Justin Williams & Jonny Rust’s design is excellent, as are the costumes of Penn O’Gara and the lighting of Ben Jacobs, and it’s a great use of the Union’s space. There are some thrilling dances choreographed by Adam Haigh, where recordings of Bizet’s orchestral score are used to rousing effect. Otherwise, it was played on piano, with occasional guitar. Rachel Lea-Gray was very good indeed as Carmen, supported by an enthusiastic and passionate cast of sixteen.

I’m not entirely sure what the point is, but there’s much to enjoy here.

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The Best Theatre of 2017

Time to reflect on, and celebrate, the shows I saw in 2017 – 200 of them, mostly in London, but also in Edinburgh, Leeds, Cardiff, Brighton, Chichester, Newbury and Reading.

BEST NEW PLAY – THE FERRYMAN

We appear to be in a golden age of new writing, with 21 of the 83 I saw contenders. Most of our finest living playwrights delivered outstanding work this year, topped by James Graham’s three treats – Ink, Labour of Love and Quiz. The Almeida, which gave us Ink, also gave us Mike Bartlett’s Albion. The National had its best year for some time, topped by David Eldridge’s West End bound Beginning, as well as Inua Ellams’ The Barbershop Chronicles, Lee Hall’s adaptation of Network, Nina Raine’s Consent, Lucy Kirkwood’s Mosquitos and J T Rogers’ Oslo, already in the West End. The Young Vic continued to challenge and impress with David Greig’s updating of 2500-year-old Greek play The Suppliant Womenand the immersive, urgent and important Jungle by Joe’s Murphy & Robertson. Richard Bean’s Young Marxopened the new Bridge Theatre with a funny take on 19th century history. On a smaller scale, I very much enjoyed Wish List at the Royal Court Upstairs, Chinglish at the Park Theatre, Late Companyat the Finborough, Nassim at the Bush and Jess & Joe at the Traverse during the Edinburgh fringe. Though they weren’t new this year, I finally got to see Harry Potter & the Cursed Child I & II and they more than lived up to the hype. At the Brighton Festival, Richard Nelson’s Gabriels trilogycaptivated and in Stratford Imperium thrilled, but it was impossible to topple Jez Butterworth’s THE FERRYMAN from it’s rightful place as BEST NEW PLAY.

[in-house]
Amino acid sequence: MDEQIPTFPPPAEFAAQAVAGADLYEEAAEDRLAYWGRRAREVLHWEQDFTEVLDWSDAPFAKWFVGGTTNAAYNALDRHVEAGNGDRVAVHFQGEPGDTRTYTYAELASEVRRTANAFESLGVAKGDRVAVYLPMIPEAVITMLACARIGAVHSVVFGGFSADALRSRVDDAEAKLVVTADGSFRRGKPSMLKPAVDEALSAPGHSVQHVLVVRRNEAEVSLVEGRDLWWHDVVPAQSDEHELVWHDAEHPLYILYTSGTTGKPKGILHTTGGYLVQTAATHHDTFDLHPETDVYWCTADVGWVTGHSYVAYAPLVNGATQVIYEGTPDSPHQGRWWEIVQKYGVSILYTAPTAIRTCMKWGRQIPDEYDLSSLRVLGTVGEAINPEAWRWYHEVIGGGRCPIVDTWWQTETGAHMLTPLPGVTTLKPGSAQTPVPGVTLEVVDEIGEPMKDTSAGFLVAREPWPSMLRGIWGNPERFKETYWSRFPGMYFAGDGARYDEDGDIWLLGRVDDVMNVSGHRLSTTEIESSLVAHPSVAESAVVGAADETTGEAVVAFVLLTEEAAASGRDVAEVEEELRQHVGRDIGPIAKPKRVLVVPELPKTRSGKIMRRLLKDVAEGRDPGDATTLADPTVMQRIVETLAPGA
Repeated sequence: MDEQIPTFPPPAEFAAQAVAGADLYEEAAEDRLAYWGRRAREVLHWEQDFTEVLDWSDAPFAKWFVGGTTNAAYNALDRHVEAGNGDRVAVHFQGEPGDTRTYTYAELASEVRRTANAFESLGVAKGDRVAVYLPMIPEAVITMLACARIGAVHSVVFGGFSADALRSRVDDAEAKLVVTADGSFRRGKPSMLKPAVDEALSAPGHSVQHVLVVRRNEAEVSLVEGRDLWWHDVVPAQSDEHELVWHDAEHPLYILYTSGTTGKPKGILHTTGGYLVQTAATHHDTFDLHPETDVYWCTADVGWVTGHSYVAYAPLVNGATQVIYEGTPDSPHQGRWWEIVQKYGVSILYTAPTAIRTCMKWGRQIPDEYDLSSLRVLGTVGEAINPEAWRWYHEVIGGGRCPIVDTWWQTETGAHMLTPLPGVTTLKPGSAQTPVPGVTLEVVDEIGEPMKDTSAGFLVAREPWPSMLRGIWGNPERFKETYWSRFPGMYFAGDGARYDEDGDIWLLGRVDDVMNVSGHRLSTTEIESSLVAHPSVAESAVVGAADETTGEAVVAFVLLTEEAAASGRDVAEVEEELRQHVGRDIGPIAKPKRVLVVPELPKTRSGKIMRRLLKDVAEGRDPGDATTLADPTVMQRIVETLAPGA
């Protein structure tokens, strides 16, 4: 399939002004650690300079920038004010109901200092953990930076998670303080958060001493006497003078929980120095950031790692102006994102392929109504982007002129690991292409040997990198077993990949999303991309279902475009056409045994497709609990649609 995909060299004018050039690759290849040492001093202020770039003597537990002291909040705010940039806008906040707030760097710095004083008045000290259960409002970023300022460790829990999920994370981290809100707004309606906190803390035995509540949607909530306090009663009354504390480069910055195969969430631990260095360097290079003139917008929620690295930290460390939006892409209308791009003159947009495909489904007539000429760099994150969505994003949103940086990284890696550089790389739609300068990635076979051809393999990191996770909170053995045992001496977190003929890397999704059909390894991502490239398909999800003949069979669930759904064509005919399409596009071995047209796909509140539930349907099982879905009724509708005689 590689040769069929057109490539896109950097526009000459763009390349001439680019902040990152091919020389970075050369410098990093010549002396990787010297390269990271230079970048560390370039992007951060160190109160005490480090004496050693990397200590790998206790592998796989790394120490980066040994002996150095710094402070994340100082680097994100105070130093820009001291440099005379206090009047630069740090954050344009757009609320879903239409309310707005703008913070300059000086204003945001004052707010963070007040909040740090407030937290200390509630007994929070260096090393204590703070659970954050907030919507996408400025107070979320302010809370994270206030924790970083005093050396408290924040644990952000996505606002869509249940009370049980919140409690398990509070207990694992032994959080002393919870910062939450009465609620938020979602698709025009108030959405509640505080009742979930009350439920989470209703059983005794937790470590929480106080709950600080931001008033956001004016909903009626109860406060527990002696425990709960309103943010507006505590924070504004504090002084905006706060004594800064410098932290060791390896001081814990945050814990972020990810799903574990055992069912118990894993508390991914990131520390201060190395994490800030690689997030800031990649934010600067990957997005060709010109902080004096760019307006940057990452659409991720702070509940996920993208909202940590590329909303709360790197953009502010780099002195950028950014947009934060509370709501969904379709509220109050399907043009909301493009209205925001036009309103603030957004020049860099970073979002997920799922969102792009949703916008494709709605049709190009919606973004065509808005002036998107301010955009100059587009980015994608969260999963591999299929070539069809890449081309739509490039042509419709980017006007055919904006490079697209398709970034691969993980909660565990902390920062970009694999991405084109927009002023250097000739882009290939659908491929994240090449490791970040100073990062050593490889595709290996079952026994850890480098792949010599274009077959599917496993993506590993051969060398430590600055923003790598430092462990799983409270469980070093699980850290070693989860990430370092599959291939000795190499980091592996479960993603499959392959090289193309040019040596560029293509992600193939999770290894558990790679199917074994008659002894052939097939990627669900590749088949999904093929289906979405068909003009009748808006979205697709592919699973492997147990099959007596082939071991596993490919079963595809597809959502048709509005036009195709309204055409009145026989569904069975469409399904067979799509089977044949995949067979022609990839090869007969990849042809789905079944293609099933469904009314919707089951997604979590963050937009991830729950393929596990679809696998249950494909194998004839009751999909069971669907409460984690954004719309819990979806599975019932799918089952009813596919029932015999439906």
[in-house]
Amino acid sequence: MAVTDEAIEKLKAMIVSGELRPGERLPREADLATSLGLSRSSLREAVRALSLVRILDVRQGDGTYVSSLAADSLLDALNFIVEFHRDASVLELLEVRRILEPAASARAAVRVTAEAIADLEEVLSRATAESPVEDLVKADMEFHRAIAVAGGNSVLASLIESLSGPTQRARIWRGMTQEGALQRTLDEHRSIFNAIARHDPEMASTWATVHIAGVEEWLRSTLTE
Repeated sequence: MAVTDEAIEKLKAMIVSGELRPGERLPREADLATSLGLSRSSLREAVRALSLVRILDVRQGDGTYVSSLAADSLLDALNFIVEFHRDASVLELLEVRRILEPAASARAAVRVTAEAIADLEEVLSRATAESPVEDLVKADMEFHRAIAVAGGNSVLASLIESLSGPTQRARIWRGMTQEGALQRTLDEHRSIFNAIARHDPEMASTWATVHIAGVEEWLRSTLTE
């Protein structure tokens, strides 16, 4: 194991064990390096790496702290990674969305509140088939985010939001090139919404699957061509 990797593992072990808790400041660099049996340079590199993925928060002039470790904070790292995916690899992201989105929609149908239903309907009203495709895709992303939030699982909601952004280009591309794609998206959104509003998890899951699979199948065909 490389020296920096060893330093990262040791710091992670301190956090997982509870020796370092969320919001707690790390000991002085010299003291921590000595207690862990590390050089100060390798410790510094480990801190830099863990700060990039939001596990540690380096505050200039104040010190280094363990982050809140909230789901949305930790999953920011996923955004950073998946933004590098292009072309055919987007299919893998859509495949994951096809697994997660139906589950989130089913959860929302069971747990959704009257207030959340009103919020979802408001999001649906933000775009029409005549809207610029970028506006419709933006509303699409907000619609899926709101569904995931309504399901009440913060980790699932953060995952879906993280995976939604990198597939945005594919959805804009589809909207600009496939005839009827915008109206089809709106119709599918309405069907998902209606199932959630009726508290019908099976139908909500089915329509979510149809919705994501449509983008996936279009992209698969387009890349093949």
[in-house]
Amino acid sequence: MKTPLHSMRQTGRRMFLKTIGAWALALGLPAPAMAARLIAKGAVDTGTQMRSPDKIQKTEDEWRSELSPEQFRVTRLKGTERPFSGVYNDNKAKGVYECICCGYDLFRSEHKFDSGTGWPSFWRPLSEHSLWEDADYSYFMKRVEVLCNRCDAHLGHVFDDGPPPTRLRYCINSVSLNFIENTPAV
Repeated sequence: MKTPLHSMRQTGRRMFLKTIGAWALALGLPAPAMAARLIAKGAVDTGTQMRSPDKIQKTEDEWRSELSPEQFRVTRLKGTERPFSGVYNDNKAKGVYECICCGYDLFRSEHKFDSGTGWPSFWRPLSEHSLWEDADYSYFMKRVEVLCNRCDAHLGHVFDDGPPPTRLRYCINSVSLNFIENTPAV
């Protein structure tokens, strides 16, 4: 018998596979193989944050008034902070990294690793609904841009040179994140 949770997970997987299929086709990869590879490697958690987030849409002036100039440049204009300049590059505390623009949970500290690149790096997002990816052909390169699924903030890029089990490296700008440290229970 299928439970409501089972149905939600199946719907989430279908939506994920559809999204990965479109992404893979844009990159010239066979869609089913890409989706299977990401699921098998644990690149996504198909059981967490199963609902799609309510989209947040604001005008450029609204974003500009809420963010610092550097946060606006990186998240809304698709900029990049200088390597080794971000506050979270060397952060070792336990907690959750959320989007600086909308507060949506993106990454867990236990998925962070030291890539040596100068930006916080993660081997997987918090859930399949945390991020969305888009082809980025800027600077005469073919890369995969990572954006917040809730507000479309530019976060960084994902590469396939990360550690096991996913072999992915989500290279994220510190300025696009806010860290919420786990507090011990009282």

BEST REVIVAL – ANGELS IN AMERICA / WHO’S AFRAID OF VIRGINIA WOOLF

Much fewer in this category, but then again I saw only 53 revivals. The National’s revival of Angels in America was everything I hoped it would be and shares BEST REVIVAL with Who’s Afraid of Virginia Woolf. The Almeida’s Hamlet was the best Shakespearean revival, with Macbeth in Welsh in Caerphilly Castle, my home town, runner up. Though it’s not my genre, the marriage of play and venue made Witness for the Prosecution a highlight, with Cat on a Hot Tin Roof and Apologia the only other West End contributions in this category. On the fringe, the Finborough discovered another gem, Just to Get Married, and put on a fine revival of Arthur Miller’s Incident at Vichy. In the end, though, the big hitters hit big and ANGELS IN AMERICA & WHO’S AFRAID OF VIRGINIA WOOLF shone brightest.

BEST NEW MUSICAL – ROMANTICS ANONYMOUS

Well, I’d better start by saying I’m not seeing Hamilton until the end of the month! I had thirty-two to choose from here. The West End had screen-to-stage shows Dreamgirlsand School of Rock, which I saw in 2017 even though they opened the year before, and both surprised me in how much I enjoyed them. Two more, Girls and Young Frankenstein, proved even more welcome, then at the end of the year Everybody’s Talking About Jamie joined them ‘up West’, then a superb late entry by The Grinning Man. The West End bound Strictly Ballroom wowed me in Leeds as it had in Melbourne in 2015 and Adrian Mole at the Menier improved on it’s Leicester outing, becoming a delightful treat. Tiger Bay took me to in Cardiff and, despite its flaws, thrilled me. The Royal Academy of Music produced an excellent musical adaptation of Loves Labours Lost at Hackney Empire, but it was the Walthamstow powerhouse Ye Olde Rose & Crown that blew me away with the Welsh Les Mis, My Lands Shore, until ROMANTICS ANONYMOUS at the Sam Wanamaker Playhouse at The Globe stole my heart and the BEST NEW MUSICAL category.

BEST MUSICAL REVIVAL – A LITTLE NIGHT MUSIC / FOLLIES

Thirty-two in this category too. The year started with a fine revival of Rent before Sharon D Clarke stole The Life at Southwark Playhouse and Caroline, or Change in Chichester (heading for Hampstead) in quick succession. Southwark shone again with Working, Walthamstow with Metropolis and the Union with Privates on Parade. At the Open Air, On the Town was a real treat, despite the cold and wet conditions, and Tommyat Stratford with a fully inclusive company was wonderful. NYMT’s Sunday in the Park With George and GSMD’s Crazy for You proved that the future is in safe hands. The year ended In style with a lovely My Fair Lady at the Mill in Sonning, but in the end it was two difficult Sondheim’s five days apart – A LITTLE NIGHT MUSIC at the Watermill in Newbury and FOLLIES at the National – that made me truly appreciate these shows by my musical theatre hero and share BEST MUSICAL REVIVAL